Dr. Rachel Getman

Chemical & Biomolecular Engineering
College of Engineering, Computing and Applied Sciences

Area of Research:
Computational catalysis, molecular simulations, computational materials science

205 Earle Hall
Dr. Rachel Getman

Proposed role for the Scholar as an undergraduate researcher in the Mentor's lab.
The Scholar will contribute to research aimed at simulating catalysis on metal particles. Specifically, they will compute thermodynamic and kinetic properties of reactions occurring on metal particle catalysts using Clemson University's high performance computer, the Palmetto Cluster, and perform kinetic modeling to simulate catalytic reactions happening in silico. They will choose their project from several that are ongoing and starting up in the Getman Group. The role of the Scholar will be analogous to that of a Departmental Honors Thesis Student, who work on projects that test the main research hypotheses in the Getman Group and are trained to become independent researchers. In the last five years, Departmental Honors Thesis Students in the Getman Group have authored four manuscripts and given 10 external oral/poster presentations. Two have gone to graduate school at Purdue University and the University of Michigan, and one received an NSF Graduate Research Fellowship. The Scholar will develop skills in simulations, computer software, technical writing, reporting of results, interpreting experimental results and results from the literature, and giving oral and poster presentations. Additionally, they will work closely with our experimental collaborators, participating in regular "all hands" meetings where all project personnel give updates of their progress to a group with diverse research backgrounds. Our experimental collaborators are chemists, chemical engineers, and materials scientists from Clemson, Georgia Tech, Syracuse, Northwestern, and University of Minnesota, to name a few. The skills acquired by Beckman Scholars in the Getman Group will have broad applicability to other areas of research and will be an immense benefit to the Scholar when they go to graduate school. The Scholar will work directly under the guidance of Dr. Getman with assistance from senior lab members in the Getman Group.

Frequency and nature of the planned interactions between the Scholar and Mentor.
Dr. Getman will meet weekly with the Scholar in a one-on-one setting to discuss the Scholar’s progress on research projects and to identify and resolve any difficulties in carrying out their work. Additionally, the Scholar will give a weekly progress report at the Getman Group meeting. Dr. Getman will help the Scholar write both research goals and goals related to honing skills needed to be a successful, independent researcher at the beginning of the appointment and every six months thereafter. Dr. Getman will review these goals with the Scholar regularly.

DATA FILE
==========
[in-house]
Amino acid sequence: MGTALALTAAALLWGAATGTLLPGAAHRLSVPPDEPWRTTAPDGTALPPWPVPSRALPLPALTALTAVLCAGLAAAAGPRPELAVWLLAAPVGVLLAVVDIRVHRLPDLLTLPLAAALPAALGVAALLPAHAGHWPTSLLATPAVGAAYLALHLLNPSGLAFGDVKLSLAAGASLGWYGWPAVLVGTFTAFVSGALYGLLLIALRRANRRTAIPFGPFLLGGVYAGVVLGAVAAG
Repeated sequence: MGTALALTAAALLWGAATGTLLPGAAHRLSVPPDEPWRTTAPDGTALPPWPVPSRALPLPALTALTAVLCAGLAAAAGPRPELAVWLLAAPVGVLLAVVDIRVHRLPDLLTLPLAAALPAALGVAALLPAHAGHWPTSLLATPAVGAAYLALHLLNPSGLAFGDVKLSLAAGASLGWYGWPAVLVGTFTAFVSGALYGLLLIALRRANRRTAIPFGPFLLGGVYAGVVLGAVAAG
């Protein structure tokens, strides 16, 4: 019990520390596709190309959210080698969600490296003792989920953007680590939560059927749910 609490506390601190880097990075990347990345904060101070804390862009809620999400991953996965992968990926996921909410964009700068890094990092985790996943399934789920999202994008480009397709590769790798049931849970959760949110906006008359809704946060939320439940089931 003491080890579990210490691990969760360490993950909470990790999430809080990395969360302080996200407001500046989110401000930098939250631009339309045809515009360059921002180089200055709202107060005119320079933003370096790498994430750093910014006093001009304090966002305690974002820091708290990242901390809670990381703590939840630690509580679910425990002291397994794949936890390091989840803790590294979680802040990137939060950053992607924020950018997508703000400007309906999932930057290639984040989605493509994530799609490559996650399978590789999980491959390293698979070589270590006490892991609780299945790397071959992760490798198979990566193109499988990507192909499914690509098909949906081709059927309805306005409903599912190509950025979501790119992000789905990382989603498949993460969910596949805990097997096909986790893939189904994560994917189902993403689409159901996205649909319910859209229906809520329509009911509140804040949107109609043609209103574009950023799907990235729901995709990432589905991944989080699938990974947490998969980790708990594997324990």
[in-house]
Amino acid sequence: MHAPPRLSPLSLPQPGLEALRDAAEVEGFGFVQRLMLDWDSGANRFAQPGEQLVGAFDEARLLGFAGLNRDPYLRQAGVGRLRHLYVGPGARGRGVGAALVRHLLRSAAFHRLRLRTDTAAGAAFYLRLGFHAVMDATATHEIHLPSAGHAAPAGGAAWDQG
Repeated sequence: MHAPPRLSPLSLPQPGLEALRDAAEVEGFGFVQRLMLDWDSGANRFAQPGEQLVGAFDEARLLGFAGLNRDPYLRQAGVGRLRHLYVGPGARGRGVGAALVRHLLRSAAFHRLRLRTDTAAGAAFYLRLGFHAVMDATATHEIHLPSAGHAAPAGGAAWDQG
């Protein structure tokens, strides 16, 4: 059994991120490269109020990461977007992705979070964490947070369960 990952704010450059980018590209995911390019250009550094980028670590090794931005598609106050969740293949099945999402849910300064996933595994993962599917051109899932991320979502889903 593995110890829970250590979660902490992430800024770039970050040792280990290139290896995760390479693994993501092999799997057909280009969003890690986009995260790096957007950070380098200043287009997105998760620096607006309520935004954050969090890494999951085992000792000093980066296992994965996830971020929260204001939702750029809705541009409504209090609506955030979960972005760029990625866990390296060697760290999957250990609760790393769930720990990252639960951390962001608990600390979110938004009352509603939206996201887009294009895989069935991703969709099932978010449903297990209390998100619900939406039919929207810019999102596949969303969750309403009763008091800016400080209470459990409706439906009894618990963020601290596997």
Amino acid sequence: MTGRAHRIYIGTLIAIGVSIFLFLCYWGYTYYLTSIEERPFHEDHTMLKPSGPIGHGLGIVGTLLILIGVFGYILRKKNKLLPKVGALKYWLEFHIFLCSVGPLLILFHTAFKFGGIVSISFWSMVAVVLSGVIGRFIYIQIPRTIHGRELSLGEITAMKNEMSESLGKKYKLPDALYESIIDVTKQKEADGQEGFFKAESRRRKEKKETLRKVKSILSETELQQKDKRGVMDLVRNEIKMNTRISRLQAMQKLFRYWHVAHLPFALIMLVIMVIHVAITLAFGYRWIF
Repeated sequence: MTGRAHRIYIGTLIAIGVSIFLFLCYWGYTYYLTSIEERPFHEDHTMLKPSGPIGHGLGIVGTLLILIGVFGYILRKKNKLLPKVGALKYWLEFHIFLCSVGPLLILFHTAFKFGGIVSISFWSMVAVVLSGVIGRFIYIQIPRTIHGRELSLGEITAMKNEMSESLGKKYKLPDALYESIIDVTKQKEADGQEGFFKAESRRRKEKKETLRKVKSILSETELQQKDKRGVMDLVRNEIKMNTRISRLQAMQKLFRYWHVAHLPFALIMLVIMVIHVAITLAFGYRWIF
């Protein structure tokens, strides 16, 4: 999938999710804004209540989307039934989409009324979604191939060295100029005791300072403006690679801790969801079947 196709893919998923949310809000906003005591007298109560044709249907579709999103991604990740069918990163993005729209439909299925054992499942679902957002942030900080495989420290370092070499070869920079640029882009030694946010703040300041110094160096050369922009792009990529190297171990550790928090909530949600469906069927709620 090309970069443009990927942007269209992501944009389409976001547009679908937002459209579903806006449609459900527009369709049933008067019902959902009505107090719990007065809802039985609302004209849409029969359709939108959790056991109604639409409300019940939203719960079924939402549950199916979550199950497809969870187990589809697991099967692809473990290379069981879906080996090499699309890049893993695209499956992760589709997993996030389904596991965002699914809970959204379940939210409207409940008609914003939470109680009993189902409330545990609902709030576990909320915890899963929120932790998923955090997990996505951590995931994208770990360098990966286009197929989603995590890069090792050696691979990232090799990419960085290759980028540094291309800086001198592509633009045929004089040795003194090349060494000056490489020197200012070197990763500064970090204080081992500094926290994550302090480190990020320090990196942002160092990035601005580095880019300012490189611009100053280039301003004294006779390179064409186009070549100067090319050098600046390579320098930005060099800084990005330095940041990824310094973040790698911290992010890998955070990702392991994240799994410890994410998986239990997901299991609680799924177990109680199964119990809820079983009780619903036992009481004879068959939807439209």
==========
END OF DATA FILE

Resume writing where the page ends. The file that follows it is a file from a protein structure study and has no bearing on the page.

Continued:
Specific plans the Mentor will employ.
Dr. Getman will work with the Scholar to design an individual development plan describing the Scholar’s research, training, and career goals as well as the approaches they will take to achieve those goals. Dr. Getman will review and revisit this plan with the Scholar on a regular basis. The Scholar will improve their ability to communicate research findings by presenting and obtaining feedback on their research at regularly scheduled lab meetings. Additionally, the Scholar will participate in poster sessions at Clemson University as they arise. The Scholar will also have an opportunity to present their research externally at such meetings as the Southeastern Catalysis Society Symposium and the American Institute of Chemical Engineers (AIChE) National Meeting and Student Symposium. AIChE is recognized as an excellent forum for students giving their first talks at national meetings, and undergraduate researchers in the Getman Group have given several oral and poster presentations at AIChE meetings in the last five years. Leadership: The Scholar will help train and mentor other undergraduates and summer interns in the Getman Group. They will also help design and participate in outreach activities aimed at exposing K-12 students and rising college freshmen to molecular simulations research.

Active undergraduate researchers in Mentor's lab. 1

Total number of UGRS mentored to date: 30

The Getman Group uses simulations, theory, and high performance computing to model materials and learn how they function, with the ultimate goal of guiding the design of materials with optimized properties. The majority of the group is working on catalysts, which are materials that accelerate the rates of chemical reactions without being consumed themselves. These projects involve modeling chemical reactions as they happen on catalyst surfaces, in order to learn how the catalysts work and garner insight needed to design new catalysts. We are also investigating advanced materials, such as substituted metal ferrites. These projects involve learning how to synthesize magnetic materials to optimize their magnetic properties for applications ranging from medical therapy to electronic devices.